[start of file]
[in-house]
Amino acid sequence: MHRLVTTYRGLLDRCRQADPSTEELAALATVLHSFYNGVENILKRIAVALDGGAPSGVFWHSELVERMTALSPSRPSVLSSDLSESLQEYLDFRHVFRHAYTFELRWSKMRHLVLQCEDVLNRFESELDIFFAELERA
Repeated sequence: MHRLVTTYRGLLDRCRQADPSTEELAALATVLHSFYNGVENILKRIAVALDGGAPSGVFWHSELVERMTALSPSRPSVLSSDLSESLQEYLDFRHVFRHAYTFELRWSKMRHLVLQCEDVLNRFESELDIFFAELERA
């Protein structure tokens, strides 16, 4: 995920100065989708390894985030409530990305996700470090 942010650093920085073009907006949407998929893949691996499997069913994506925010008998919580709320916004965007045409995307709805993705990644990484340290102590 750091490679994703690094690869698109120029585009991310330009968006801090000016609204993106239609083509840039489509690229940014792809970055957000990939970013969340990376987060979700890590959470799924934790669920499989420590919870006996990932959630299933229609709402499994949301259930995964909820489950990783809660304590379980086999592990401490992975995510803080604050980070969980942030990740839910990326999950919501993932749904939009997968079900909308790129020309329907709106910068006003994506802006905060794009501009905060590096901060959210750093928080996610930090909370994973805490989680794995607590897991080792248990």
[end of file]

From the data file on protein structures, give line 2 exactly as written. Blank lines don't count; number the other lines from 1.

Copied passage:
Amino acid sequence: MHRLVTTYRGLLDRCRQADPSTEELAALATVLHSFYNGVENILKRIAVALDGGAPSGVFWHSELVERMTALSPSRPSVLSSDLSESLQEYLDFRHVFRHAYTFELRWSKMRHLVLQCEDVLNRFESELDIFFAELERA